Get a Grip! Choosing the Right Robotic Gripper

Feb 2, 2015

A robotic gripper will help to bring the accuracy and consistency that you need for specific products or parts. End of arm tooling on automated systems will pick up, manipulate, or place your product in a specified location, bringing you consistency and accuracy. Deciding on the right gripper for your production line is important, so contact experts today to find out if you need a friction, encompassing, hydraulic, pneumatic, electric, or magnetic.


If you need robot tool­ing to pick up, manip­u­late, and place your product/​part, chances are you’re going to use a robot­ic gripper.

Arguably the most com­mon type of end-of-arm tool­ing (EOAT), robot­ic grip­pers are found in vir­tu­al­ly every indus­try and con­text from food pro­duc­tion and clean­room envi­ron­ments to foundries and dis­tri­b­u­tion cen­ters. These grip­pers come in a vari­ety of types, sizes, and con­fig­u­ra­tions — fric­tion, encom­pass­ing, hydraulic, pneu­mat­ic, elec­tric, mag­net­ic, etc. 

Fric­tion vs. Encompassing

There are two main types of grip­pers – fric­tion and encom­pass­ing – which are bro­ken down by the way they pick up mate­ri­als. Fric­tion robot­ic grip­pers hold the part through force alone, while encom­pass­ing grip­pers sur­round the part. Which one is right for you? It all depends on the mate­r­i­al. Gen­er­al­ly speak­ing, fric­tion grip­pers are bet­ter suit­ed for hard­er mate­ri­als, and encom­pass­ing grippes are well suit­ed for flex­i­ble or soft­er mate­ri­als, like bags or boxes.

Angu­lar or Parallel?

Many grip­pers come with two or three jaws – except for vac­u­um grip­pers which often come with rows of suc­tion cups for grip­ping. Par­al­lel grip­pers, the grip­pers with two jaws, close onto either side of a prod­uct and lift it up. An angu­lar robot­ic grip­per moves more like a human hand, with the fin­gers” wrap­ping around the prod­uct. In a major­i­ty of cas­es, com­pa­nies will choose the par­al­lel design because it is eas­i­er to design for and more prac­ti­cal than the angu­lar option.

Of course, it isn’t just about how many jaws or fin­gers the robot EOAT has – it is also about the size and shape of them. The length of the jaws can have an impact on cycle speed and effec­tive­ness. Longer jaws many be nec­es­sary depend­ing on the work cell and appli­ca­tion (exam­ple: remov­ing a part from an injec­tion mold machine). In addi­tion, grip­pers are com­mon­ly con­struct­ed with two or three fin­gers (actu­a­tors) for grasp­ing an object. Inte­gra­tors con­sid­er the size and con­struc­tion of the part being manip­u­lat­ed to deter­mine how many actu­a­tors are best. 

Use of Force

Once you decide whether your appli­ca­tion needs a fric­tion or encom­pass­ing grip­per, there are sev­er­al dif­fer­ent kinds to choose from, and once again, it is all about the part mate­ri­als and weight. These grip­pers are pow­ered in many ways, and the wrong kind of force could dam­age or ruin your prod­uct. Oth­er fac­tors you could con­sid­er when choos­ing your grip­per cost and space constraints.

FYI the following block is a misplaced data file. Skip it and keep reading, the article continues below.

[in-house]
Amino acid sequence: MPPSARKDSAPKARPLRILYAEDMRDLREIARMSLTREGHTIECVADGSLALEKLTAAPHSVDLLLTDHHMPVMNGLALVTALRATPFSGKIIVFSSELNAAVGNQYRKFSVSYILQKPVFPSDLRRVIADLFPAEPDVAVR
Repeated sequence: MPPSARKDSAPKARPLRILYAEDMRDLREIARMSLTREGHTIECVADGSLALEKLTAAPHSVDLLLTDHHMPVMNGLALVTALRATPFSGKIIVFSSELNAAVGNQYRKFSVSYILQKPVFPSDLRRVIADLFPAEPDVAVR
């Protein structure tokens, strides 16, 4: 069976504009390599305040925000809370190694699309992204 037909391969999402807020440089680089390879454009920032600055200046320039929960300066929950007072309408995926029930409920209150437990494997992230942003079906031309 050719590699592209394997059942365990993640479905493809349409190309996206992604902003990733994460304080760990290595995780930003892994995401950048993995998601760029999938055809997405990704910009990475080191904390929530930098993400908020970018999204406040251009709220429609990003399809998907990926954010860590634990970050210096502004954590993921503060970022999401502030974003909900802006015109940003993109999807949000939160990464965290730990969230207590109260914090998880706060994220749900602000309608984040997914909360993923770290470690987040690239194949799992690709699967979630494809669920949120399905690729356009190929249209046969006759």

The most pop­u­lar type of grip­per for robot­ic sys­tems is the pneu­mat­ic grip­per. These grip­pers are com­pact, light­weight, and capa­ble of apply­ing a sig­nif­i­cant amount of force. These grip­pers do not have the bulk of motors or gears, which can make a grip­per sig­nif­i­cant­ly larg­er, so they are ver­sa­tile enough to fit into tight work cells. Some­times, pneu­mat­ic grip­pers are com­bined with oth­er ele­ments, like suc­tion cups or mag­nets, to bet­ter grip materials.

If you need more force than a pneu­mat­ic grip­per can pro­vide, it is time to move on to the hydraulic grip­per. These grip­pers can deliv­er plen­ty of force, but they can be a mess for your fac­to­ry because of their oil, pumps, and reser­voirs. Anoth­er clean­er option is an elec­tric robot grip­per, which eas­i­er to main­tain, while also pro­vid­ing the same amount of force as the hydraulic options.

These grip­pers can be larg­er than pneu­mat­ic grip­pers because they do include motors, but with the help of micro­proces­sors, they are much more adaptable.

Choos­ing Your Gripper

Robots​.com’ inte­gra­tion team works with each cus­tomer to deter­mine which robot­ic grip­pers is best suit­ed to the appli­ca­tion, work cell design, and most impor­tant­ly, the part/​product. Some prod­ucts, for exam­ple, will be dam­aged if too much force is applied while oth­ers can han­dle sig­nif­i­cant amounts of force. As men­tioned above, a num­ber of fac­tors, such as tool­ing cost, force nec­es­sary, part weight, and accel­er­a­tion /​deceleration rates are con­sid­ered when select­ing a robot­ic grip­per solu­tion. Our staff works dai­ly to ensure that you are com­plete­ly sat­is­fied with the qual­i­ty of your parts and systems.

For more infor­ma­tion about robot­ic grip­pers, call the Robots​.com Sales Depart­ment at 8777626881 or con­tact rep­re­sen­ta­tives online.

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